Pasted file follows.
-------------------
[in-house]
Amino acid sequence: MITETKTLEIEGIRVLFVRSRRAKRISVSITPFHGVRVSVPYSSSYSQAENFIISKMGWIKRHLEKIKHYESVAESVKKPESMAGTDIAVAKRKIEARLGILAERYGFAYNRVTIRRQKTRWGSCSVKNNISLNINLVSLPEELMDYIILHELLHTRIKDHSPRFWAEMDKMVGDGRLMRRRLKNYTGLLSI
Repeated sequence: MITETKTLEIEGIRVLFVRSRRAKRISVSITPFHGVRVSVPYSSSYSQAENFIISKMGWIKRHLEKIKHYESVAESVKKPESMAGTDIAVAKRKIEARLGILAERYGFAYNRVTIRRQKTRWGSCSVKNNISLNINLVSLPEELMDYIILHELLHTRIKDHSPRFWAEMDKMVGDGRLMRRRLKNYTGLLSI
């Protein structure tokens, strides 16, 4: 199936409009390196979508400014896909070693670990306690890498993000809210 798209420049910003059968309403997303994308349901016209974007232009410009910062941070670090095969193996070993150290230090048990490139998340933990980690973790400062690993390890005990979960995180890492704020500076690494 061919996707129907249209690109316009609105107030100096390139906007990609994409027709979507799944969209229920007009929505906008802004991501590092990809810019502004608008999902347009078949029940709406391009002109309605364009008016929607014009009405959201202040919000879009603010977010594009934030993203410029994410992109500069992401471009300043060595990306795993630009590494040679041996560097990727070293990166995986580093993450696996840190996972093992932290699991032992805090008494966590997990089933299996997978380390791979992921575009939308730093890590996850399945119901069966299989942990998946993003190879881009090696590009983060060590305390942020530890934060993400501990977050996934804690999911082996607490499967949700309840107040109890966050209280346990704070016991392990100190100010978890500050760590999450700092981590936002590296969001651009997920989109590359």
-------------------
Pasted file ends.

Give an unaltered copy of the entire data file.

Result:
[in-house]
Amino acid sequence: MITETKTLEIEGIRVLFVRSRRAKRISVSITPFHGVRVSVPYSSSYSQAENFIISKMGWIKRHLEKIKHYESVAESVKKPESMAGTDIAVAKRKIEARLGILAERYGFAYNRVTIRRQKTRWGSCSVKNNISLNINLVSLPEELMDYIILHELLHTRIKDHSPRFWAEMDKMVGDGRLMRRRLKNYTGLLSI
Repeated sequence: MITETKTLEIEGIRVLFVRSRRAKRISVSITPFHGVRVSVPYSSSYSQAENFIISKMGWIKRHLEKIKHYESVAESVKKPESMAGTDIAVAKRKIEARLGILAERYGFAYNRVTIRRQKTRWGSCSVKNNISLNINLVSLPEELMDYIILHELLHTRIKDHSPRFWAEMDKMVGDGRLMRRRLKNYTGLLSI
């Protein structure tokens, strides 16, 4: 199936409009390196979508400014896909070693670990306690890498993000809210 798209420049910003059968309403997303994308349901016209974007232009410009910062941070670090095969193996070993150290230090048990490139998340933990980690973790400062690993390890005990979960995180890492704020500076690494 061919996707129907249209690109316009609105107030100096390139906007990609994409027709979507799944969209229920007009929505906008802004991501590092990809810019502004608008999902347009078949029940709406391009002109309605364009008016929607014009009405959201202040919000879009603010977010594009934030993203410029994410992109500069992401471009300043060595990306795993630009590494040679041996560097990727070293990166995986580093993450696996840190996972093992932290699991032992805090008494966590997990089933299996997978380390791979992921575009939308730093890590996850399945119901069966299989942990998946993003190879881009090696590009983060060590305390942020530890934060993400501990977050996934804690999911082996607490499967949700309840107040109890966050209280346990704070016991392990100190100010978890500050760590999450700092981590936002590296969001651009997920989109590359």